The Honolulu Advertiser's Web site is worth a look for its feeling of, well, freshness. Something about its combination of liberal font leading, flowery reds and blues, the always-slick Trebuchet MS, and the clean, airy balance of it all make it quite refreshing. Some thoughts:
- Its home page manages to pack in dozens of headlines while maintaining a clean, easily scannable architecture -- not an easy task. Breaking news gets priority at the top, in a no-nonsense textual list. When I checked in the evening, it listed the day's breaking news in one convenient spot labeled "BREAKING NEWS/PM UPDATES." This is a great, seemingly obvious way of presenting breaking news, but for some reason many news sites still don't provide a way of distinguishing online-only content.
- Unfortunately, the home page uses small fonts that can't be resized in IE for Windows, and it commits a further no-no by using points for its font units. (As many designers will tell you, points are meaningless on the Web.) That brings up an interesting question: What's better, to look great but make your users squint, or to look lousy but be accessible?
- The site continues to use old-fashioned FONT tags for text formatting, in addition to style sheets. It's always interesting to find a site that's still concerned with looking good in version 3.0 browsers.
- One of the site's strong points is its tendency to organize content logically, which is something on which we all can improve. I've already mentioned the home page's orderly headlines. In addition, check out its columnists page, which is yet another seemingly obvious feature that I don't see implemented often enough; its Back Issues page, which presents all the site's content since May 23 in easily grasped calendar form (one gripe here: not all newspaper stories get posted to the site); and a one-page approach to a photo gallery, on which the photos are a bit small, but, golly, they sure are organized neatly.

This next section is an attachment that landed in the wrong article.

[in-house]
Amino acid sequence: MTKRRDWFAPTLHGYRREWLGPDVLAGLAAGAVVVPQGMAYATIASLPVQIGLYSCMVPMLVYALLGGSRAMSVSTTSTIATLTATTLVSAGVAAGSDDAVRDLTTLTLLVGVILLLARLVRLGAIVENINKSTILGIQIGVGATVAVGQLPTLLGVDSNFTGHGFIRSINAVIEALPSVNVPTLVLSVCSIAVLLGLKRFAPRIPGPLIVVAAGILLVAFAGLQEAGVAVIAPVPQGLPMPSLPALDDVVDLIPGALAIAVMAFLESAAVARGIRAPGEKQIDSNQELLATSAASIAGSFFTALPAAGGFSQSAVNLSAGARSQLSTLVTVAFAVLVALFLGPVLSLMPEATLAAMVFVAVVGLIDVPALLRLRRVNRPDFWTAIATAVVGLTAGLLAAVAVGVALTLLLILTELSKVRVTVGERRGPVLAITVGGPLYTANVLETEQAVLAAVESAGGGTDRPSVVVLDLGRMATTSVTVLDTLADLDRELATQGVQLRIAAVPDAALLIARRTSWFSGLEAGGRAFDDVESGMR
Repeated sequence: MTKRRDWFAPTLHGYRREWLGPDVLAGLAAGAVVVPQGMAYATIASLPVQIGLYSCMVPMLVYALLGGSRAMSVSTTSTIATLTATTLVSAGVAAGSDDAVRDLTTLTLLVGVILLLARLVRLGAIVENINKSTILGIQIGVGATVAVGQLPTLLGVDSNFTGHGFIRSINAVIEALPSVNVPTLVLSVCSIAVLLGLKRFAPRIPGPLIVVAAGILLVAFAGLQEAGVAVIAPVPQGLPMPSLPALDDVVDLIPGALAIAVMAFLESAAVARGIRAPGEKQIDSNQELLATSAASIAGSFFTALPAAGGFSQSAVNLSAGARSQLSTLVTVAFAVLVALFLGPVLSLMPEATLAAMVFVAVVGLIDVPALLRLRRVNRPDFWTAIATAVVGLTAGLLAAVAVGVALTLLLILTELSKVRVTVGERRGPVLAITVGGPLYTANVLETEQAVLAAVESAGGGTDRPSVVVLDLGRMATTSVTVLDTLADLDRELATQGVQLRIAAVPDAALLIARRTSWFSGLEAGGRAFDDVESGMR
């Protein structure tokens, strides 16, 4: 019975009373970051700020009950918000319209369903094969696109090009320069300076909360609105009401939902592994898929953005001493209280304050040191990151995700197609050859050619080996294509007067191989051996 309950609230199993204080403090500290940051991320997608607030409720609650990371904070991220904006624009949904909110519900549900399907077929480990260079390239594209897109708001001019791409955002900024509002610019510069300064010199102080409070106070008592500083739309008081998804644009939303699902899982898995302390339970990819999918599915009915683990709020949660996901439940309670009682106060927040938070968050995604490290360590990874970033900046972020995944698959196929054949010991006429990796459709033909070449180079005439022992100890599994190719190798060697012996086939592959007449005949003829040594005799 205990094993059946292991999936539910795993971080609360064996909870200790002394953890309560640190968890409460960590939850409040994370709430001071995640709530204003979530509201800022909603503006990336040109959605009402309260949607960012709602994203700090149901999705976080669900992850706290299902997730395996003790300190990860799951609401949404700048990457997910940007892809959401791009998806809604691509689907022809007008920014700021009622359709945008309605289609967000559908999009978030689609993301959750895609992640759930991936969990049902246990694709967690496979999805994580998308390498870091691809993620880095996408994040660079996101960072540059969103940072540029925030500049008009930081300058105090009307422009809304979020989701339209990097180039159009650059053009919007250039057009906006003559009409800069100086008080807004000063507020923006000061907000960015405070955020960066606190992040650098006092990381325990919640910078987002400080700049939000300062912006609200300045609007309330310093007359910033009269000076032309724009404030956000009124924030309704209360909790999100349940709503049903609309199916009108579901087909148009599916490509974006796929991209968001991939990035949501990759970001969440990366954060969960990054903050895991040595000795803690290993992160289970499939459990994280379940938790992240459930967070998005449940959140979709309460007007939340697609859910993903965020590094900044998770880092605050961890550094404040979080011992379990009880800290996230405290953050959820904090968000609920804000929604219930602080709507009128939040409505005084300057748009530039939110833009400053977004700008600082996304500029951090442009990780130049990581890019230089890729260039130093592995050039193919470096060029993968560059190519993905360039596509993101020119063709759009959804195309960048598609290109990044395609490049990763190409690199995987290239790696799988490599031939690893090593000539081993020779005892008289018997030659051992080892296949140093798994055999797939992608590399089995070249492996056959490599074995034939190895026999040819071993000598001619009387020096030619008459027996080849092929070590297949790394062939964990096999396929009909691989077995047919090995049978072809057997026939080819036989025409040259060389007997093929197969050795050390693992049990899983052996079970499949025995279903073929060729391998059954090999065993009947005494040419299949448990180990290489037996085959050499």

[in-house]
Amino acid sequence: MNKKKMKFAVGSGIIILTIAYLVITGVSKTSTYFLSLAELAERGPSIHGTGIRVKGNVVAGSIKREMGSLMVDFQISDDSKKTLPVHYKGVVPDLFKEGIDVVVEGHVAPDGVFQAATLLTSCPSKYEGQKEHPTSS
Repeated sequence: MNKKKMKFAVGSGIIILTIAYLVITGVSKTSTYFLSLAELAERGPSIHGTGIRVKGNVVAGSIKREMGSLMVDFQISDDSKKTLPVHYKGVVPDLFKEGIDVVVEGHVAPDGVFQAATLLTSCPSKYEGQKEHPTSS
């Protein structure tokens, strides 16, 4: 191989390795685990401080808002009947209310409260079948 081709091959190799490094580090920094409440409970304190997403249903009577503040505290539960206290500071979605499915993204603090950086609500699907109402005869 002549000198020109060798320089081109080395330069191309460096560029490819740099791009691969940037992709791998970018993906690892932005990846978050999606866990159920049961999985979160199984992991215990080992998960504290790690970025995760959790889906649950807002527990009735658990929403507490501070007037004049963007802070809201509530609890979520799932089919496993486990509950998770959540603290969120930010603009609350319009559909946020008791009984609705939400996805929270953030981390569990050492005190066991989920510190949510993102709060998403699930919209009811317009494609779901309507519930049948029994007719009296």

- Speaking of photos, the Advertiser uses tiny ones. They're absolutely minuscule, and that's not a good thing. Heck, the large flower image on the site's home page is larger than the page's lead art. Fortunately, clicking on a photo will get you a larger version -- albeit just a plain JPG, without any HTML around it. Whenever I run into this technique, I get a sense of cheapness. They didn't have time to wrap some HTML around the photo? That kind of thing can be automated.
- The story URLs are semi-trimmable, which is to say they make sense and still work logically when cut. For example, cutting
en05a.htmloff this URL gets you the July 26 entertainment index; cutting the
engets you the entire July 26 issue index. It doesn't work at any higher level than that, but at least some of the URL is hackable, and that's a good thing.